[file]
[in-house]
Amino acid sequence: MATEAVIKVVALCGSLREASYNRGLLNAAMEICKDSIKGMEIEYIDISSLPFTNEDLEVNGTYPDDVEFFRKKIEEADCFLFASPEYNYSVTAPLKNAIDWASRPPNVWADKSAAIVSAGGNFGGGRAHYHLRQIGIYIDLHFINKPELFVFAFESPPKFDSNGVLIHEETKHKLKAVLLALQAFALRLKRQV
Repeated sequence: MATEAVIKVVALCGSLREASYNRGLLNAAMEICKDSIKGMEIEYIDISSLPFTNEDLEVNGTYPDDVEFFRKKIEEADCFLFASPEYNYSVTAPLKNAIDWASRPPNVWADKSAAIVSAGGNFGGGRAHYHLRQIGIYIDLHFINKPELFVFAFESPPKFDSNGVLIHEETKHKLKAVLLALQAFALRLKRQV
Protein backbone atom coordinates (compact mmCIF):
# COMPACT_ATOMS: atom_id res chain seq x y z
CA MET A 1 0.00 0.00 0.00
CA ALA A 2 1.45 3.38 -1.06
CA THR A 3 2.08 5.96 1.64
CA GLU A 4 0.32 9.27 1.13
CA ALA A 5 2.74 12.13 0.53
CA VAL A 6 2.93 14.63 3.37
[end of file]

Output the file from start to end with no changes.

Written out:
[in-house]
Amino acid sequence: MATEAVIKVVALCGSLREASYNRGLLNAAMEICKDSIKGMEIEYIDISSLPFTNEDLEVNGTYPDDVEFFRKKIEEADCFLFASPEYNYSVTAPLKNAIDWASRPPNVWADKSAAIVSAGGNFGGGRAHYHLRQIGIYIDLHFINKPELFVFAFESPPKFDSNGVLIHEETKHKLKAVLLALQAFALRLKRQV
Repeated sequence: MATEAVIKVVALCGSLREASYNRGLLNAAMEICKDSIKGMEIEYIDISSLPFTNEDLEVNGTYPDDVEFFRKKIEEADCFLFASPEYNYSVTAPLKNAIDWASRPPNVWADKSAAIVSAGGNFGGGRAHYHLRQIGIYIDLHFINKPELFVFAFESPPKFDSNGVLIHEETKHKLKAVLLALQAFALRLKRQV
Protein backbone atom coordinates (compact mmCIF):
# COMPACT_ATOMS: atom_id res chain seq x y z
CA MET A 1 0.00 0.00 0.00
CA ALA A 2 1.45 3.38 -1.06
CA THR A 3 2.08 5.96 1.64
CA GLU A 4 0.32 9.27 1.13
CA ALA A 5 2.74 12.13 0.53
CA VAL A 6 2.93 14.63 3.37